A third critical moment was when the girls sought ways to recharge the batteries they had planned to use in “green ways.” They did not want to use regular batteries as they considered them a waste of money, and wanted to avoid the trouble of replacing batteries as they run out. They didn’t want to recharge the batteries with standard electricity because it “just creates an environment problem”.
Emily suggested using solar energy, and she thought they could put small solar panels on the jacket. However, Jennifer did not like the idea because she was afraid jacket would work during cloudy days or at night if it was powered by solar panels. She also thought that putting solar panels on their jacket would look “ugly.”
Emily and Jennifer fought about what to do next, and Emily walked away from her project, over to other groups. She noticed a group working with a flexible solar panel. She pulled Jennifer over to the group and ask, “What about this? It looks fancy! It’s not ugly!” This did not solve the problem immediately. While Jennifer agreed that the flexible solar panel could look fashionable, she doubted it would work on dark or cloudy days – the days the jacket was most needed.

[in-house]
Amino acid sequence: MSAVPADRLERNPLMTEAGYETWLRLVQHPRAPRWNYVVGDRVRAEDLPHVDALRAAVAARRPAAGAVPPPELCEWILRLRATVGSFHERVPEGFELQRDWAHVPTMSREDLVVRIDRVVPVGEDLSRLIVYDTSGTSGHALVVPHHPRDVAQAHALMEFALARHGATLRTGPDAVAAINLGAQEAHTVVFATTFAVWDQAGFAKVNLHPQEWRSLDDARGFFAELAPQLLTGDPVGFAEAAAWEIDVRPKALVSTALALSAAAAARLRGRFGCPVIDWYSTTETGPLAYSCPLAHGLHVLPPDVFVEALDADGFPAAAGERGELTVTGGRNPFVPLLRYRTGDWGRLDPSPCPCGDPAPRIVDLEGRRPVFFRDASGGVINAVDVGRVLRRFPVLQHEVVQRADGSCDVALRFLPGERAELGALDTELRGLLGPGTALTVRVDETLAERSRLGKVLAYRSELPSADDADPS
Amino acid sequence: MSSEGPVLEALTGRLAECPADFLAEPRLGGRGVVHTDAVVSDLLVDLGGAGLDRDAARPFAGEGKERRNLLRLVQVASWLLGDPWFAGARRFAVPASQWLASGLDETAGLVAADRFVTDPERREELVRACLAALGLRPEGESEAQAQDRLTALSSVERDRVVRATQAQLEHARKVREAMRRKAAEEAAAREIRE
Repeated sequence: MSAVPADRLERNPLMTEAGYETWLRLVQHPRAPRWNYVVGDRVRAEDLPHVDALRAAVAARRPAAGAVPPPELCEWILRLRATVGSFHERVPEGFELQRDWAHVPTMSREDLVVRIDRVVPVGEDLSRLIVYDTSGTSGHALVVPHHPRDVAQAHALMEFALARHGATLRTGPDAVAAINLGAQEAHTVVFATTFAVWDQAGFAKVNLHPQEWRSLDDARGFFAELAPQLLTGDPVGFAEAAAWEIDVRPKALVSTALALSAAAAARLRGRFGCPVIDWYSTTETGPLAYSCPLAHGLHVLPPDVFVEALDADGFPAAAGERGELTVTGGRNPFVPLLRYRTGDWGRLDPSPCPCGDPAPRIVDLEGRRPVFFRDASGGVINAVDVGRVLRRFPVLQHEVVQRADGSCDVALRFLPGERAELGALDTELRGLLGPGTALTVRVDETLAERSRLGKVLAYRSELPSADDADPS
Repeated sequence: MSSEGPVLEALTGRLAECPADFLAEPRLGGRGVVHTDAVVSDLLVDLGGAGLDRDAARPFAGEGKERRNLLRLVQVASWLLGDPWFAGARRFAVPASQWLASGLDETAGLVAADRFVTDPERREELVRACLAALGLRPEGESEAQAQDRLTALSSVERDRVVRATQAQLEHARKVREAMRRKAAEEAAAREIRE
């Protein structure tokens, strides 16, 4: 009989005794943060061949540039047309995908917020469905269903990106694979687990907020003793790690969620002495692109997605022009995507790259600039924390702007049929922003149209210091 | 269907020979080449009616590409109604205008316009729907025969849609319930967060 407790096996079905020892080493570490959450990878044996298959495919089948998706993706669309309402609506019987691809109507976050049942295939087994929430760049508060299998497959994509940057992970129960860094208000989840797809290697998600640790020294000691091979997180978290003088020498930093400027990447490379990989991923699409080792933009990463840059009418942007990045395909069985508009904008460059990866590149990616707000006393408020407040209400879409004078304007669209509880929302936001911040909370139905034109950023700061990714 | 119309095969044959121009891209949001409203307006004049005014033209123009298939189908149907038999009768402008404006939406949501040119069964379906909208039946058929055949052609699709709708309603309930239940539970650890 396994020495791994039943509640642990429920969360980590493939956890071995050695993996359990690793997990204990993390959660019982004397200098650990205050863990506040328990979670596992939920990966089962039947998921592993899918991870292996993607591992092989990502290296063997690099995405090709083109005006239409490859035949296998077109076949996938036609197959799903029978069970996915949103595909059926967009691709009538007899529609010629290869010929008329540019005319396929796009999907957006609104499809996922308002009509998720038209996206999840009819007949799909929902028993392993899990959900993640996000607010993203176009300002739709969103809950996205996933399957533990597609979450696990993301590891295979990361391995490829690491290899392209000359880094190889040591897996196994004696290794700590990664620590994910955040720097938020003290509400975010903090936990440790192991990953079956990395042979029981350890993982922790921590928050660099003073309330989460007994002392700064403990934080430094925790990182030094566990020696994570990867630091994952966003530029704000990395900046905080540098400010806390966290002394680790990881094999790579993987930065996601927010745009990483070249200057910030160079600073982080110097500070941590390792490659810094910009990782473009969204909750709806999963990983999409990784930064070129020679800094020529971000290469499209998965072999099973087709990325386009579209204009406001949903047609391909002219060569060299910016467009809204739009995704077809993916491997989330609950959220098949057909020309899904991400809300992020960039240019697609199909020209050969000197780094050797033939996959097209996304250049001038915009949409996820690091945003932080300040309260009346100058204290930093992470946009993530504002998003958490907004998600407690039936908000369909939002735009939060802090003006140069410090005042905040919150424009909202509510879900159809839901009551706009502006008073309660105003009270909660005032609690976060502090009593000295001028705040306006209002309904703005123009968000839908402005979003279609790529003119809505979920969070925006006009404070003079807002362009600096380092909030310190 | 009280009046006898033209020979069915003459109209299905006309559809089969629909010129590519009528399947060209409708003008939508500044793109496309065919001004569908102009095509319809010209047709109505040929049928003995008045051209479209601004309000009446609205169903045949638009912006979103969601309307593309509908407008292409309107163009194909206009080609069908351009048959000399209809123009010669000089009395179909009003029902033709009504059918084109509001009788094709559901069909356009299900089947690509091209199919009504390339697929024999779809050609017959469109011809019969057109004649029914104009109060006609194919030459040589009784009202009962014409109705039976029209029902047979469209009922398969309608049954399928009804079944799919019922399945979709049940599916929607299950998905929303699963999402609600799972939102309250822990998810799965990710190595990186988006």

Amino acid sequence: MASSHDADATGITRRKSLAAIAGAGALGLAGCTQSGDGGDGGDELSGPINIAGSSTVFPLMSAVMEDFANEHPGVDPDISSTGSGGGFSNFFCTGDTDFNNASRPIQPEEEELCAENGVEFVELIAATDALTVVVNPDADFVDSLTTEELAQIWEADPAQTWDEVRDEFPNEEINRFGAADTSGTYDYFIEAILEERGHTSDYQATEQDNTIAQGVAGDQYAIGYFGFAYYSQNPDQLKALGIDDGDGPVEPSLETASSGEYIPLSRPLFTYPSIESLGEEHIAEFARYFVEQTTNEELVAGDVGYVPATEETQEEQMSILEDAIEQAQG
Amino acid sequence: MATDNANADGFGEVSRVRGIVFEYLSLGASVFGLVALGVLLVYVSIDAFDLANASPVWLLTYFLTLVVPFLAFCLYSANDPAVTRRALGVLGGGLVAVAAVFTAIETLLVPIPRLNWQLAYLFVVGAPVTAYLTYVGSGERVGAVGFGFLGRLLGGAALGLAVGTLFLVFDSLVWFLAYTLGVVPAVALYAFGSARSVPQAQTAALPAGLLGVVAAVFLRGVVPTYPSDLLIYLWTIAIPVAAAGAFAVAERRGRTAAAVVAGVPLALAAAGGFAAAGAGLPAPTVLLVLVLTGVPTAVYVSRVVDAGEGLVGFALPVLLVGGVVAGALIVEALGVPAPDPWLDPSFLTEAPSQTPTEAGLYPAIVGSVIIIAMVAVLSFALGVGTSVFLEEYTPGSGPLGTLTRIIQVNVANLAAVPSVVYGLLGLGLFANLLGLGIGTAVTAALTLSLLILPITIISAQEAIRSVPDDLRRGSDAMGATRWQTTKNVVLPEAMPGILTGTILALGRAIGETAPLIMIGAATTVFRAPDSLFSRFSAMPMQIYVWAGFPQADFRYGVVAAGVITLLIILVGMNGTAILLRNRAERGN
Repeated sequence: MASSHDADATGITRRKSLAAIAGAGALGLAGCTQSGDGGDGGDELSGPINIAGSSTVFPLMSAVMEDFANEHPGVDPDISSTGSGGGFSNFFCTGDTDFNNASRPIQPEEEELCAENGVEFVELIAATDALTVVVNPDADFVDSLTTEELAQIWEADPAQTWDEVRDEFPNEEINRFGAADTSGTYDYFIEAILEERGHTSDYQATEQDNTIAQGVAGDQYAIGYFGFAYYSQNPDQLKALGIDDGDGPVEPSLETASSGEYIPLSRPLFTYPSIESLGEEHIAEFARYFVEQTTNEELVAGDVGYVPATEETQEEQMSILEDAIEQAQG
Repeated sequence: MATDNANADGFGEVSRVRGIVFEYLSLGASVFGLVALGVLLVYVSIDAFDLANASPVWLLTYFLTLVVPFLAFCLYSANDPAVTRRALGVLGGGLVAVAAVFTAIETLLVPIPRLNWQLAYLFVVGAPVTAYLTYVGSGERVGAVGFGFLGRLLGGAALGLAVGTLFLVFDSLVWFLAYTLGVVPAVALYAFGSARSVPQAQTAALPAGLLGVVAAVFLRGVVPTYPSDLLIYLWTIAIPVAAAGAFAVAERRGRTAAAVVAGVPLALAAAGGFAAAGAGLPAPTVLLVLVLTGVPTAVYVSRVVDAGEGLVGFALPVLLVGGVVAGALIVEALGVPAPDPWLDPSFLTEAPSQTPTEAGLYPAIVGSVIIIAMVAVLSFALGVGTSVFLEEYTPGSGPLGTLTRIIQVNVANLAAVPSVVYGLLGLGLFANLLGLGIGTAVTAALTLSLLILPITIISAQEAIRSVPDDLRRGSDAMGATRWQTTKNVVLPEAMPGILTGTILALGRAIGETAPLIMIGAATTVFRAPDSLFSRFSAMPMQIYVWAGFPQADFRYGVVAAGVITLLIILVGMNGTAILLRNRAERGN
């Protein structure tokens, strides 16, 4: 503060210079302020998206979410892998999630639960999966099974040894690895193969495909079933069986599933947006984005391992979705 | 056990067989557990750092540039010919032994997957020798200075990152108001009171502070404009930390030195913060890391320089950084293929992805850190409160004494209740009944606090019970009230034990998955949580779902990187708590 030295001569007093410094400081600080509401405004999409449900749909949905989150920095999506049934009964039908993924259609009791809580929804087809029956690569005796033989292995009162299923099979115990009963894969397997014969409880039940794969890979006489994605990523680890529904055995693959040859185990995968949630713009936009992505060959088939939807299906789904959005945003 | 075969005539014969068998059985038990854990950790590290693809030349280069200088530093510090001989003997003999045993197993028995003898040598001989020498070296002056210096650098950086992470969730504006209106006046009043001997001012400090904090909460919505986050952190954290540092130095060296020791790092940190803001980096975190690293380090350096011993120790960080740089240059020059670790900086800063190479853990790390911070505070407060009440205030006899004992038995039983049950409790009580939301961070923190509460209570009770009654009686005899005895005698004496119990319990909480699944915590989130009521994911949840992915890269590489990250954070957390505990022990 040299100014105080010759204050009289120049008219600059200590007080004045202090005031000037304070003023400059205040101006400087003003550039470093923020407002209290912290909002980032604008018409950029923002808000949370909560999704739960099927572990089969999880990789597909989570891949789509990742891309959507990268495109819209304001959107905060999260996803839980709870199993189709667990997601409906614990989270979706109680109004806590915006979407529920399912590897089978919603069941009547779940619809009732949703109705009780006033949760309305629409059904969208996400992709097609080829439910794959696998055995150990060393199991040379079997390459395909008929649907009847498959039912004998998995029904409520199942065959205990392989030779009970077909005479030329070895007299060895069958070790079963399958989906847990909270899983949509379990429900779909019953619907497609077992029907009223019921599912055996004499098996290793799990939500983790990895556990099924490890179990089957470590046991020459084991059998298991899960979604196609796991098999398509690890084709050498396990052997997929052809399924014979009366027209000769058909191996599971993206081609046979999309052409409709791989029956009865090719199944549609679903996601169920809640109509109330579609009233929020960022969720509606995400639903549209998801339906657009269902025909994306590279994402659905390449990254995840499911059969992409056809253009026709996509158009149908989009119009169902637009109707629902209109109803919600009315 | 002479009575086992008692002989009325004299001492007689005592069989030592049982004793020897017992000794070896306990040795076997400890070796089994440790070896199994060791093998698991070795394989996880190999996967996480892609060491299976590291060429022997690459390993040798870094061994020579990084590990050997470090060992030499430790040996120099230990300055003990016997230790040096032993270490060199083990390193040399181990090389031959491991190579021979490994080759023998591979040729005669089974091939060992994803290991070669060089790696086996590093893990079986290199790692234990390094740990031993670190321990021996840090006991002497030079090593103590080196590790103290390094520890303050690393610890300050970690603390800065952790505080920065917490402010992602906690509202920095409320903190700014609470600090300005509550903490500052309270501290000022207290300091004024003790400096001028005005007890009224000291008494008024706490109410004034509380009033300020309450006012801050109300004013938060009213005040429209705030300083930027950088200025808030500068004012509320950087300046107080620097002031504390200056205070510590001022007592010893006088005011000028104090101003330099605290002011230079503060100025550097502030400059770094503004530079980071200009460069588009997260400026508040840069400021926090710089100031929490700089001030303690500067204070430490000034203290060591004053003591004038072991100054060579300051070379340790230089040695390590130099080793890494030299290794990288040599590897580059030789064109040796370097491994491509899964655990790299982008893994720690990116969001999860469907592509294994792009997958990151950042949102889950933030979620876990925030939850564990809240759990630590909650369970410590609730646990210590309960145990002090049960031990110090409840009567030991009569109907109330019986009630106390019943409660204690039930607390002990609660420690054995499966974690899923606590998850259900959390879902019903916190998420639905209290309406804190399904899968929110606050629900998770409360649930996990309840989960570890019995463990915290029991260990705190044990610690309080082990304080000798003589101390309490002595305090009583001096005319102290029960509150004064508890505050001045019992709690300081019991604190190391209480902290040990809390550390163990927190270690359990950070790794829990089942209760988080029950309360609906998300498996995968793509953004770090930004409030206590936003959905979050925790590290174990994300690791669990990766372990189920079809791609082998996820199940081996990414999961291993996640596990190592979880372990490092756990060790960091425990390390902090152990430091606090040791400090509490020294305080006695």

Emily grabbed hold of a engineering mentor who was working with the other group, and asked if the flexible solar panel could be attached to batteries to store the energy. She became quite animated in her questions, recalling an earlier experiment she had done on solar energy, even though she could not quite get out the technical language in specific ways. The engineer, however, followed her thinking and said he would show the girls how to connect the solar panel to batteries, and offered to explain how the energy transformations worked.
This interaction provided the needed push to help them with this particular aspect of their design challenge.